(ORDO NEWS) — Scientists analyzed the structure of the shells of marine mollusks that lived about 252 million years ago. It turned out that the mass extinction that occurred at that time was not accompanied by an increase in the level of ocean acidity, as previously thought.
Researchers from the University of Texas at Austin (USA) and the University of Hamburg (Germany) have used fossil shells for the first time to study the chemical composition of the ancient ocean.Scientists have not only shown the effectiveness of a completely new tool for studying the history of the planet, but also disproved the popular hypothesis that the great Permian extinction was accompanied by a strong increase in ocean acidity.
The results of the work were published in the journal Scientific Reports.The history of life on Earth is marked by five mass extinctions – periods when most of the planet’s species disappeared in a short time. These events were caused by global climate change.
Thus, the Permian extinction, which occurred about 252 million years ago and wiped out about 90% of the species of living organisms that existed at that time, was the result of large-scale volcanic eruptions in the territory of modern Siberia. In a short period of time, they released huge amounts of carbon dioxide into the atmosphere, which led to a rapid and global warming of the climate, to which most species could not adapt.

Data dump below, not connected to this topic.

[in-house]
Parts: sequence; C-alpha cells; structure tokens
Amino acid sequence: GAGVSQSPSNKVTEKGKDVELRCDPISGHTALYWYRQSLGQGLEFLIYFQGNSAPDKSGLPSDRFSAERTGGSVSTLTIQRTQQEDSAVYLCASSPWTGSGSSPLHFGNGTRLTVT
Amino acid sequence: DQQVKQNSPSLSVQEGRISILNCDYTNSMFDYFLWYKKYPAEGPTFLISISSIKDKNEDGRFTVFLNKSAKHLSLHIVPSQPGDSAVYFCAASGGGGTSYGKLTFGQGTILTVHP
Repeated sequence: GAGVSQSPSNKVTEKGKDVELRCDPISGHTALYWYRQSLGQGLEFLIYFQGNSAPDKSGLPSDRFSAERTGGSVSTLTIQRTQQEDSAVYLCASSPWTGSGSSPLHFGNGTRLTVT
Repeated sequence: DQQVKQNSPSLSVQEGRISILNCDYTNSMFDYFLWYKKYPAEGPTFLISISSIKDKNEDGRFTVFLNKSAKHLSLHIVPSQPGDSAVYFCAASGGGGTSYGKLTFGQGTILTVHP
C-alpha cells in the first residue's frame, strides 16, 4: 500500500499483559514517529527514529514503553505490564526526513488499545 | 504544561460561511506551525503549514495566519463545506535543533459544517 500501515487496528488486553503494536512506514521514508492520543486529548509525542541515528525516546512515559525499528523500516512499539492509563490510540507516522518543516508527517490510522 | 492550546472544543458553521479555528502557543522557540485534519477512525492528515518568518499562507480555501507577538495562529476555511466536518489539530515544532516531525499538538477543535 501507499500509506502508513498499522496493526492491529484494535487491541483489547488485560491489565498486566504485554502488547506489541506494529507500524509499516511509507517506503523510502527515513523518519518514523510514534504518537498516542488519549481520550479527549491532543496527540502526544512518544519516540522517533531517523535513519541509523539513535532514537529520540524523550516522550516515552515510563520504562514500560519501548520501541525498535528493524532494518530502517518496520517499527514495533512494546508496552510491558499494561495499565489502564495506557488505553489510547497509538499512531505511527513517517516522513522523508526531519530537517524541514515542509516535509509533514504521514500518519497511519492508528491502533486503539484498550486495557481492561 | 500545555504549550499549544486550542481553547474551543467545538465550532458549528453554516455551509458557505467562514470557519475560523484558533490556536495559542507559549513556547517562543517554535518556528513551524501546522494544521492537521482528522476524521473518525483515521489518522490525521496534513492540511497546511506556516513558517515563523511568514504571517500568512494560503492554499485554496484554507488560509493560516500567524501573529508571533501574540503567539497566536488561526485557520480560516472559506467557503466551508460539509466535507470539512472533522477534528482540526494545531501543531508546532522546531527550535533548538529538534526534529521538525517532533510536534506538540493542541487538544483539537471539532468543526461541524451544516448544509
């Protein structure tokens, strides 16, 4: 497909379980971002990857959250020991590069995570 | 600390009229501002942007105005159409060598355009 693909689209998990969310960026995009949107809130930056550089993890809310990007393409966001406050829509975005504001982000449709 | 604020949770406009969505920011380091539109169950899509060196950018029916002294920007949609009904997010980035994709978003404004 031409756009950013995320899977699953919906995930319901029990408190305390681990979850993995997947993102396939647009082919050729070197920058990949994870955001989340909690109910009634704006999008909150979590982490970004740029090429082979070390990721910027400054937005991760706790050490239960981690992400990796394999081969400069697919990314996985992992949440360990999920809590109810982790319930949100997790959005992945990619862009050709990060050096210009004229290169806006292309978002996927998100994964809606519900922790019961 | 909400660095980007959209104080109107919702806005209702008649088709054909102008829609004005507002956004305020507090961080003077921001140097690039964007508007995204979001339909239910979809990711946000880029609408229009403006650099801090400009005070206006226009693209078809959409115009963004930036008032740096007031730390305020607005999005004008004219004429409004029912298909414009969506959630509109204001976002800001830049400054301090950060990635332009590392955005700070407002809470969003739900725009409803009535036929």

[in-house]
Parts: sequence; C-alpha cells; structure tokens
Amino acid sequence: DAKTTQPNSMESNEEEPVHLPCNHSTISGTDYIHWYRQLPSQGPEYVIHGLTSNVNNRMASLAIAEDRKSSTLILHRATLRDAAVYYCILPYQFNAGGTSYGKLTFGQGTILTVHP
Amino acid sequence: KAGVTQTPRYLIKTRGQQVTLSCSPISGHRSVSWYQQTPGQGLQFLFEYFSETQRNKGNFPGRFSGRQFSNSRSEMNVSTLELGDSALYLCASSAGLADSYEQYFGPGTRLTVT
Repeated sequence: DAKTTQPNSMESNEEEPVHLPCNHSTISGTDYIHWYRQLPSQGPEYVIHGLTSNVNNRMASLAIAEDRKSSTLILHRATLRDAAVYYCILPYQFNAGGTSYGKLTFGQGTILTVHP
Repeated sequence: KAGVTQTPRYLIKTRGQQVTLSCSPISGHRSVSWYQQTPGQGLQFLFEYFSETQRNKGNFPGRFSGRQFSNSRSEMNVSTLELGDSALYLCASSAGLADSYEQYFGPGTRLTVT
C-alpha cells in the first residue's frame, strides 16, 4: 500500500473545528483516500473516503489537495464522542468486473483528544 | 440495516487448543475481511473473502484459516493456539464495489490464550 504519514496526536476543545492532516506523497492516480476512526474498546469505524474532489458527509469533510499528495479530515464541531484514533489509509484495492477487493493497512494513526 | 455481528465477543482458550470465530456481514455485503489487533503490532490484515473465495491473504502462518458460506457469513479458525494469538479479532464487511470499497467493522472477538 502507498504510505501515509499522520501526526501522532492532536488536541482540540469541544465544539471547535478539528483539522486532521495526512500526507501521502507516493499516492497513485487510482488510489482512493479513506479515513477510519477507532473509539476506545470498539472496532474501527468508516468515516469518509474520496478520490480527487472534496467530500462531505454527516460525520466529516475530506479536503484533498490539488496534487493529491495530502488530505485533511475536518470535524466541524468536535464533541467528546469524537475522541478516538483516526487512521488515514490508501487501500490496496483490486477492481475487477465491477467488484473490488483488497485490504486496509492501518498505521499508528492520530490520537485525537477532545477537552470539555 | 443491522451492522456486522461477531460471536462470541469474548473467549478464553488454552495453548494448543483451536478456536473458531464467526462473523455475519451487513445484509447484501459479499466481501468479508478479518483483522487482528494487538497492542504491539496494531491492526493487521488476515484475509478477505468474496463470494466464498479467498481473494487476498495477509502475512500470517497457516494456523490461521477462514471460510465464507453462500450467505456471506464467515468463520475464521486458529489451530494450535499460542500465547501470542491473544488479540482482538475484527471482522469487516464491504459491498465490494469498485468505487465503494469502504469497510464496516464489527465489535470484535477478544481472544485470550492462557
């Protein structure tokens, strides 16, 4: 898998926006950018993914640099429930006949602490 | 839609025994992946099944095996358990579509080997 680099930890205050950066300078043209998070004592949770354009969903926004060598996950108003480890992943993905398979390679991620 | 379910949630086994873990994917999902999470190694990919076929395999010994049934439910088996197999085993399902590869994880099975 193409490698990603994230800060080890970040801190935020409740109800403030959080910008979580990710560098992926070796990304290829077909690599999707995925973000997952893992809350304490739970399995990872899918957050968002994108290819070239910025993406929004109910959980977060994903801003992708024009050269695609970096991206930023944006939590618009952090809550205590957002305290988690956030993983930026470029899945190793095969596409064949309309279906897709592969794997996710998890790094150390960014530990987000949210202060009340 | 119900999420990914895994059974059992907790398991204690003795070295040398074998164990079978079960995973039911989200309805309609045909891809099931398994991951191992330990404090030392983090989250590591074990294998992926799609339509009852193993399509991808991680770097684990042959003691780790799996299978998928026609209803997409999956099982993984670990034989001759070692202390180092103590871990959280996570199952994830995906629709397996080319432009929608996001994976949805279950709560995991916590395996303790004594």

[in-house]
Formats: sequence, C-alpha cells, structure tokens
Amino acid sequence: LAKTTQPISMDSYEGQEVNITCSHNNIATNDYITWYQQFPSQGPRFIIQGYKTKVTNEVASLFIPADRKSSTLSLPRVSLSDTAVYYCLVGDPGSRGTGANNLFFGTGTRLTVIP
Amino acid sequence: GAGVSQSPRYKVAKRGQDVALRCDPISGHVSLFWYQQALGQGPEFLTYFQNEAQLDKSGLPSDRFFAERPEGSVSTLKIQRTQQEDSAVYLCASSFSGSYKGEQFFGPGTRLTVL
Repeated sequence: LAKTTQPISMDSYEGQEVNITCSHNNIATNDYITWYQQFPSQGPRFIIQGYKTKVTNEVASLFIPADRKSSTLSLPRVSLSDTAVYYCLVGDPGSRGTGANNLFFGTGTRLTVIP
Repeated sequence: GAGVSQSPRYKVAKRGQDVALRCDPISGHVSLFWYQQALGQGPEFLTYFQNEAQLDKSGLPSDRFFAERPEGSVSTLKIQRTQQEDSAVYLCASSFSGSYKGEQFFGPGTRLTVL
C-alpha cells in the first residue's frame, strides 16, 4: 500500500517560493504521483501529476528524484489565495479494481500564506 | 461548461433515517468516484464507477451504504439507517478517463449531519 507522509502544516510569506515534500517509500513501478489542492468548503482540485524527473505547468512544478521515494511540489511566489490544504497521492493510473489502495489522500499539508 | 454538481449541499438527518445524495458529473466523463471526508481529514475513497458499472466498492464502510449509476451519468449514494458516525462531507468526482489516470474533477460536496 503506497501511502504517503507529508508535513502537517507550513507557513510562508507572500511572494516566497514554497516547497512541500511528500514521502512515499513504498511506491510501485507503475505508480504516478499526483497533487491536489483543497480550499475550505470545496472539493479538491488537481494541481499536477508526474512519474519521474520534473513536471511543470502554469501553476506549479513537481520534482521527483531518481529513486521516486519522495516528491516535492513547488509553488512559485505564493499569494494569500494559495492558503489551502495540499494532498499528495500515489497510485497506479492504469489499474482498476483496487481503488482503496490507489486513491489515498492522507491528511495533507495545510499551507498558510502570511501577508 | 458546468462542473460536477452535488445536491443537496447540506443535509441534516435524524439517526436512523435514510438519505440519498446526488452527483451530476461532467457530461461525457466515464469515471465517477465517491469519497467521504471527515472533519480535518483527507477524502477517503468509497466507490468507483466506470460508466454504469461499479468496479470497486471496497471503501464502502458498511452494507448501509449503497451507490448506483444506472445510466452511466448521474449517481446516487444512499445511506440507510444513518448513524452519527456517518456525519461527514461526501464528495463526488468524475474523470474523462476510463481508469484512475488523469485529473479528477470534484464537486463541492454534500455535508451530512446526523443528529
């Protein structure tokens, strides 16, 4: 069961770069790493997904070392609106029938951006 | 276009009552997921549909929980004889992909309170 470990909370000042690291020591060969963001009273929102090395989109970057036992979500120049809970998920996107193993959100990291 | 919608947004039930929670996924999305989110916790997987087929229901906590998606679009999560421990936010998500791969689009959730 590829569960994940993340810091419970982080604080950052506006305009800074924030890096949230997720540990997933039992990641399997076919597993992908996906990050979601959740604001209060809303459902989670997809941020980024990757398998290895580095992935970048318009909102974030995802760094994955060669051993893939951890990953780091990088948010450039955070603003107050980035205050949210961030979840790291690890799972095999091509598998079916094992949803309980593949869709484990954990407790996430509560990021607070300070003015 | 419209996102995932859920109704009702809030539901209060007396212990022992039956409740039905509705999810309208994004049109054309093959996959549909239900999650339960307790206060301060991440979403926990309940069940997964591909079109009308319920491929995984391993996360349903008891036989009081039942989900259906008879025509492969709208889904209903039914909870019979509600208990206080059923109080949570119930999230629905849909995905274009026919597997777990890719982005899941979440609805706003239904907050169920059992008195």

Water absorbs carbon dioxide, so part of the emissions could be absorbed by the oceans, this would lead to an increase in the acidity of its waters. However, until now there was no exact geological confirmation of the high acidity of the ocean at the end of the Permian period.
Scientists turned to the analysis of shells of marine mollusks, since the structure of their shells reflects the chemical composition of sea water – and not only in places where sediments settle, but throughout the depths of the ocean.
They examined in detail more than 2,300 fossil shells of sea snails and bivalves that lived during the Permian extinction. Fossils were collected on the territory of Svalbard and Sweden. At the end of the Permian period, these places were a shallow sea off the coast of a single continent. The shells of many molluscs are made of aragonite, a form of calcium carbonate that is particularly sensitive to acid levels.
In several shells, scientists found signs of some growth disorders, but did not find evidence that the mollusks lived in acidic water, because in this case holes, deformations and other changes in thickness and structure would appear in the shells. Thus, the results of the study cast doubt on the hypothesis that the Permian extinction was accompanied by an increase in the acidity of the oceans.
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